Vasudeva new ONGC chairman despite Bastia

Vol 14, PW 9 (21 Oct 10) People & Policy

Sudhir Vasudeva, 56, (left) is thanking his lucky stars for being selected as the next ONGC chairman but supporters of Reliance’s Ravi Bastia seem determined to play spoilsport.

PETROWATCH learns confirmation of the ONGC director offshore’s selection for the ONGC chairman post reached the oil ministry yesterday (October 20) after much high drama. Vasudeva emerged first choice for the post after PESB interviews on October 19 with Pawan Hans Helicopters chairman RK Tyagi ranked second.

But PESB chairman Chewang Phunsog refused to sign off on this decision. “PESB and oil ministry officials had different views,” we hear.

“Phunsog felt Bastia should be made ONGC chairman.” Ministry officials held their ground, we hear, as India’s oil minister Murli Deora himself supported Vasudeva’s bid.

At around 12.30pm yesterday, oil secretary S. Sundareshan spoke to PESB secretary Mrs.

PS Behuria and demanded a formal letter confirming Vasudeva’s selection. This was finally sent across to the ministry late yesterday afternoon.

Meanwhile, bitter Bastia supporters were desperately spreading rumours that he had moved up to become the PESB’s second choice, displacing RK Tyagi. Some continue to threaten to “manage” Vasudeva’s file, putting Bastia’s name as number two, after it is forwarded to India’s powerful Appointments Committee of Cabinet.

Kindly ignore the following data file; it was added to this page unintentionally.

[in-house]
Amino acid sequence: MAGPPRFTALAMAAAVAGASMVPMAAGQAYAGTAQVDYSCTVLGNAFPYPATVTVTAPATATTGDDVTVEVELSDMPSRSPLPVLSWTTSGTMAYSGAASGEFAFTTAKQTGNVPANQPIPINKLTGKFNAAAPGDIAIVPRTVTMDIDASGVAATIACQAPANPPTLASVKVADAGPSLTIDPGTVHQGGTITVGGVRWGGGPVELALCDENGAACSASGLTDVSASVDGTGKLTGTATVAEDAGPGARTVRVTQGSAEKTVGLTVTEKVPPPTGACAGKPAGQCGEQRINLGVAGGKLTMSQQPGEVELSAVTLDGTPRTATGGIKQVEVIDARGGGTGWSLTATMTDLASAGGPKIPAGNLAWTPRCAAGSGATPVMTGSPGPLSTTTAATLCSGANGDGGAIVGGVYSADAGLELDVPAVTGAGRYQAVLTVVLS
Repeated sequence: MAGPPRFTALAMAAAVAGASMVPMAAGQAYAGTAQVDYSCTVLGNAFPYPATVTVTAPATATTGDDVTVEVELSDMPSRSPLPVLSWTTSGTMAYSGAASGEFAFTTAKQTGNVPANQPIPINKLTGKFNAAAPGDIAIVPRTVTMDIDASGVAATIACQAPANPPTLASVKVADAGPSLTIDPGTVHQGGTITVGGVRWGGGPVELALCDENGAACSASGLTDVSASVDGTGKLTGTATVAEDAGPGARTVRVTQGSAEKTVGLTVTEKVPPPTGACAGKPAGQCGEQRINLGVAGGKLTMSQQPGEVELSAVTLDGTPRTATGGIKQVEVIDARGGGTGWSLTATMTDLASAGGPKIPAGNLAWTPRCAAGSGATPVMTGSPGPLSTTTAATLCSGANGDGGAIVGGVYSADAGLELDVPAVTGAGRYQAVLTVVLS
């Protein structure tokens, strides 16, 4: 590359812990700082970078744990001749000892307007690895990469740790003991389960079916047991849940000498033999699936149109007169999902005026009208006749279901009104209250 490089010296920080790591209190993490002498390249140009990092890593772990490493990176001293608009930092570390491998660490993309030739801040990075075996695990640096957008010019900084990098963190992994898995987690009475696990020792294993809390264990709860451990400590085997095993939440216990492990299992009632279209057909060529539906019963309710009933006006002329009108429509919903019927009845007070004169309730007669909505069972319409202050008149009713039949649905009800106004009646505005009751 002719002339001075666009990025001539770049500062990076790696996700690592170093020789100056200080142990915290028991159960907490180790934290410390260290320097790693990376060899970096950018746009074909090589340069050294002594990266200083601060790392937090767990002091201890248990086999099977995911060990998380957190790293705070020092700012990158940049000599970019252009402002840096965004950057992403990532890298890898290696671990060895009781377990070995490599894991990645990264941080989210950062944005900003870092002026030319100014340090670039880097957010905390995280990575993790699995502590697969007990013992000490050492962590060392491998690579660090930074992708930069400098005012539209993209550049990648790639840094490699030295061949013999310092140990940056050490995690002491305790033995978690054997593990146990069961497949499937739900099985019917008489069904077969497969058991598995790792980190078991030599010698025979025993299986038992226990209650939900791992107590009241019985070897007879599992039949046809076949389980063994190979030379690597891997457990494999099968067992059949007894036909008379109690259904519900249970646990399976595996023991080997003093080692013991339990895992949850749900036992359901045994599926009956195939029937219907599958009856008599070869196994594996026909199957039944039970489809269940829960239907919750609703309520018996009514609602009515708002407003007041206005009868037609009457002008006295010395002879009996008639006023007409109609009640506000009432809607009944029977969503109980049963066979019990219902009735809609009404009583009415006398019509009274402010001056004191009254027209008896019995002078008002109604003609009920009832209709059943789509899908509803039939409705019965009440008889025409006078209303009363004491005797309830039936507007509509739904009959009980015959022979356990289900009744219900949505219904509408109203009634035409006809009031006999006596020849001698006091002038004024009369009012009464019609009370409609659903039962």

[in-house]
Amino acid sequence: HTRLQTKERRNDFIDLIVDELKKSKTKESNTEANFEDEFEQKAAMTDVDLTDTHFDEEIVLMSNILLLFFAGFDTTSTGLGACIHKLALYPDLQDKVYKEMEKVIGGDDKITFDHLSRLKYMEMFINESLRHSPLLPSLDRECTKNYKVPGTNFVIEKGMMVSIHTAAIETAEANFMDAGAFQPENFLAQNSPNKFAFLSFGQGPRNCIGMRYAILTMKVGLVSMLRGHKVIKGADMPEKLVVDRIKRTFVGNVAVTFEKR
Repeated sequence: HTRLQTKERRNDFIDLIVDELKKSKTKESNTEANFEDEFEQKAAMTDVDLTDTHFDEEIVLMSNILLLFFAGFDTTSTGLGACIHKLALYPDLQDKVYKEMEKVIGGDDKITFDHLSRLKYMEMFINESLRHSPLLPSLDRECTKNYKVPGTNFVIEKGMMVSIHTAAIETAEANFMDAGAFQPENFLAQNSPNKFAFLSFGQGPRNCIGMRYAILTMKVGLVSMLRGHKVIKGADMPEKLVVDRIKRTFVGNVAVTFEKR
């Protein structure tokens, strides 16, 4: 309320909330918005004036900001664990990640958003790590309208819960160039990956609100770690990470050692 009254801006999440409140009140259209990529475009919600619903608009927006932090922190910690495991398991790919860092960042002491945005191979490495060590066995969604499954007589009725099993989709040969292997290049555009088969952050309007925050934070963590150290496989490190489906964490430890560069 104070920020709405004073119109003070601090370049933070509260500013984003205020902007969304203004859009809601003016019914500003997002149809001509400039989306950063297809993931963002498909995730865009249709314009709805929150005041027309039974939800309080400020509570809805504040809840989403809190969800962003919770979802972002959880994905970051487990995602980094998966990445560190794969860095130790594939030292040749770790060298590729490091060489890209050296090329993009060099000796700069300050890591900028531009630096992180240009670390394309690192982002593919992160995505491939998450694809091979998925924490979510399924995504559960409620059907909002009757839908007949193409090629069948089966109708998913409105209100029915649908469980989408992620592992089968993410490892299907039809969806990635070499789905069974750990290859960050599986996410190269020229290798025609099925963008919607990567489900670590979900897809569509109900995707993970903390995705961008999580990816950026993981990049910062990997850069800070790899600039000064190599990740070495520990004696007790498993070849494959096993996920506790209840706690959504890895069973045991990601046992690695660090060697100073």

For now, though, send all felicitations to Vasudeva. Born on February 26, 1954, he has spent nearly a quarter of a century working for ONGC so surely deserves his moment of glory.

Vasudeva joined ONGC as a graduate trainee back in 1976 and has steadily risen through the ranks. On February 1 last year (2009), he took over as ONGC director offshore, replacing NK Mitra.

Since then, he has won ONGC board approval for projects worth nearly Rs30,000cr ($6.75bn). Vasudeva will be ONGC’s 19th chairman since it was founded in 1956 and the seventh since it became a corporation in 1994.

Current ONGC chairman RS Sharma steps down on January 31 next year (2011).

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